• Acquisition of tangible personal property for resale is exempt from sales tax
  • Sales of textbooks are exempt from all tax
  • Sales of lottery tickets are exempt from sales tax
  • Sales of advertising services are exempt from sales tax
  • Daycare services are exempt from sales tax

In addition, a handful of entities are entirely exempt from taxation. According to the West Virginia Tax Division’s list of Sales and Use Tax Exemptions, these include:

  • Government organizations
  • Qualifying nonprofit organizations
  • Schools
  • Churches

Tax on Corporate Transactions in West Virginia

Many types of corporate transactions in West Virginia may lead to tax implications. Here are a few examples:

  • Mergers and acquisitions: These transactions may qualify as tax-free reorganizations on the federal level. 
  • Share buybacks: A new excise tax of 1% was implemented on share buybacks in 2022 as part of the Inflation Reduction Act.
  • Initial public offerings (IPOs): Whenever a company sells shares for a profit, they may incur tax on the resulting income. Tax planning has become a key element in financial strategy for businesses engaging in IPOs, especially concerning long-term capital gains.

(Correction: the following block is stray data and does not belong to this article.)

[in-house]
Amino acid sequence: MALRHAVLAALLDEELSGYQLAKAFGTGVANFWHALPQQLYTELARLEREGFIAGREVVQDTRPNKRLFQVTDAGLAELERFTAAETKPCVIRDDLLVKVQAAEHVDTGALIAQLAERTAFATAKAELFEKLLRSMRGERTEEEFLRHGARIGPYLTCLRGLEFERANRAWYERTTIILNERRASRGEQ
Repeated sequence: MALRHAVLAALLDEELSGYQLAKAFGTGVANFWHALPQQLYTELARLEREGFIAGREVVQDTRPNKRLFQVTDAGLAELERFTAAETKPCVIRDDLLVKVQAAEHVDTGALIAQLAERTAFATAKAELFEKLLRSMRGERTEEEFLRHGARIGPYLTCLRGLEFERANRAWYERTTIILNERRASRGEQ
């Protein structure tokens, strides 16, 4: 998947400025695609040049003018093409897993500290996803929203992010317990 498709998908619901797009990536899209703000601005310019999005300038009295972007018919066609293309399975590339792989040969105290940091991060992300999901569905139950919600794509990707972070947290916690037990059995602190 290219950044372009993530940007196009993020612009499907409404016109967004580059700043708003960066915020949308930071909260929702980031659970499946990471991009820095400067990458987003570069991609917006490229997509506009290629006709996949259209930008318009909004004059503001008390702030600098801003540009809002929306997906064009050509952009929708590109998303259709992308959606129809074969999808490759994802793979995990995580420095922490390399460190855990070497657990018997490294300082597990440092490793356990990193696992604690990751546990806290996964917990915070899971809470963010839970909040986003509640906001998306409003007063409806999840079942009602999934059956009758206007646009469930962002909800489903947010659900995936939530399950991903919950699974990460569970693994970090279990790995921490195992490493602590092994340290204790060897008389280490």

Speak with a Tax Lawyer Today

Tax issues are complex and highly specific based on the factors affecting each situation. Learning about tax laws in West Virginia is one thing. Still, it is also crucial to understand which rules apply to the circumstances at hand – whether they involve business transactions, corporate tax, income tax, or home sales. Although internet research can provide a basic foundation of knowledge in this area, a business lawyer experienced in West Virginia tax law may be able to assess each situation and deliver personalized advice based on the unique needs of individuals and businesses. Contact Zeni Law today to begin the discussion.